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Lauren Bryant
Editor, Research & Creative Activity magazine

Last modified: Wednesday, April 14, 2010

Spring issue of IU research magazine focuses on money

April 14, 2010

BLOOMINGTON, Ind. -- Just in time for tax day, the spring 2010 issue of Indiana University's Research & Creative Activity magazine delves into the many facets of money. Who has it? Who doesn't? Why do we horde it? Why do we give it away? What is money, anyway? Does virtual money count? And of course, what about taxes?

In "Once and Future Taxes," nationally recognized sales-tax expert John Mikesell says the impact of the present recession has been grim. States budgets rely heavily on taxes from income and sales, the very sources hit hardest when the economy is struggling. "The major state taxes have all been devastated by the recession," says Mikesell. "Across the country, there are virtually no bright spots."

Although there may be rays of hope in regulation and stimulus money, economist Eric Leeper points to dire circumstances, too. "The longer we persist in living the fantasy that government offers a free lunch, that we can get government services without raising the taxes to pay for them, the bigger the adjustment must be," he says in "Econ 101, And Then Some."

Utpal Bhattacharya studies the kinds of "inexplicable" behavior behind much of the recent economic crisis. In "Inside Insider Trading," Bhattacharya discusses research findings that overturn standard economic assumptions about why people illegally buy and sell shares based on company-owned information. "Insider trading is a narrow thing, but it encapsulates all the tensions of the financial system," he says.

Not all IU researchers look at the down sides of money, though. In "The Migration of Generosity," Una Osili, of the Center on Philanthropy at IU, discusses international giving, especially how the world's many cultures of giving are changing under the influence of technology such as mobile phones. According to Osili and the center's research team, Americans made $518 million in charitable donations during the first two weeks following the January earthquake in Haiti, including approximately $24 million donated to the American Red Cross in just one week through cell-phone texting.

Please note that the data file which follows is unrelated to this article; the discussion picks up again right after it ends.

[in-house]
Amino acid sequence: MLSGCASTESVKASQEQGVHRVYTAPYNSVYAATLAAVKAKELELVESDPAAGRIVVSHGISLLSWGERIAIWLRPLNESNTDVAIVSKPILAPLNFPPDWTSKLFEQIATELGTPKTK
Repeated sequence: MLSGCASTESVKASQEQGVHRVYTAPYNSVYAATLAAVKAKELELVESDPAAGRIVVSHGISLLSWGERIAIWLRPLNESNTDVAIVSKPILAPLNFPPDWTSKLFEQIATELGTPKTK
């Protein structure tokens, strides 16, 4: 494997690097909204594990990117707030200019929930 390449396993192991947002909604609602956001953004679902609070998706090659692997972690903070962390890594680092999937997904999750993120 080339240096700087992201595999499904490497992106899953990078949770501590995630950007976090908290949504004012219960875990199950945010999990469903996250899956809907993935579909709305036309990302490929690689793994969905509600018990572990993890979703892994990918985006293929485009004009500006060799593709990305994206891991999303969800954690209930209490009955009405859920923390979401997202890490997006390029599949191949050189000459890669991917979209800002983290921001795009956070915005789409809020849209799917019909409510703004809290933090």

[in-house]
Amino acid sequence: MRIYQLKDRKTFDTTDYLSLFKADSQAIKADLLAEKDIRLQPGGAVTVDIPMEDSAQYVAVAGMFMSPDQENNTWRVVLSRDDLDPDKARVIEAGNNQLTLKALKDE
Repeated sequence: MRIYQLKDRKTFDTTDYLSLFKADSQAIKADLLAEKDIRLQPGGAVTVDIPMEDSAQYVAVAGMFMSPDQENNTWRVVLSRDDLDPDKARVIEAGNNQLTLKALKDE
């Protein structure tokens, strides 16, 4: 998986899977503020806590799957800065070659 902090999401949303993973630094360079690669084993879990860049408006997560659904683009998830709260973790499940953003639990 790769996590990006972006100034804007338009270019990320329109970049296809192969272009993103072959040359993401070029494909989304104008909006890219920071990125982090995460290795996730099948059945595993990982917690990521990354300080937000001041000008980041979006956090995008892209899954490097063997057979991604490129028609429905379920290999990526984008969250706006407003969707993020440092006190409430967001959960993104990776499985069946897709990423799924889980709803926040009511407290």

If the world's economy seems precarious, that's not the case online, says virtual-worlds expert Edward Castronova in "Play Money." Gamers buying and selling virtual goods in a make-believe worlds online constitute an economy that's "as 'real' as the economy in the flesh-and-blood world," Castronova says. "The currency and goods and services may exist only in the game world, but within that universe, there's an economy that functions pretty much like ours."

Inside a virtual world or not, online commerce is a world of "buyer beware," says commercial law expert Sara Jane Hughes in "Keeping up with E-Commerce." "Consumers need to educate themselves about the benefits and pitfalls of doing business online," she says. "You wouldn't sell your car with no way of knowing if the check will clear. It's the same thing online -- you have to be cautious."

Elsewhere in the issue, recent Nobel Prize-winner Elinor Ostrom shares her thoughts in Q&A on climate change, governance, trust and how to solve the office "refrigerator problem." Composer Erich Stem shares his thinking on how making money in the music industry has changed, while statistics and decision sciences expert Wayne Winston talks about money in the world of sports. Information technology professor and entrepreneur Ali Jafari reflects on the $100-million-dollar success story behind start-up company ANGEL Learning Inc.; cultural historian Rebecca Spang talks about money's material side; and consumer ethics specialist David Craig offers thoughts on how we can spend our money well.

The "Money" issue and back issues of R&CA magazine are available online at

About Research & Creative Activity magazine

Research & Creative Activity magazine, published by the Office of the Vice Provost for Research at Indiana University, is intended to stimulate greater awareness of and appreciation for the diverse scholarly and creative activities of conducted by IU faculty across the campuses of Indiana University.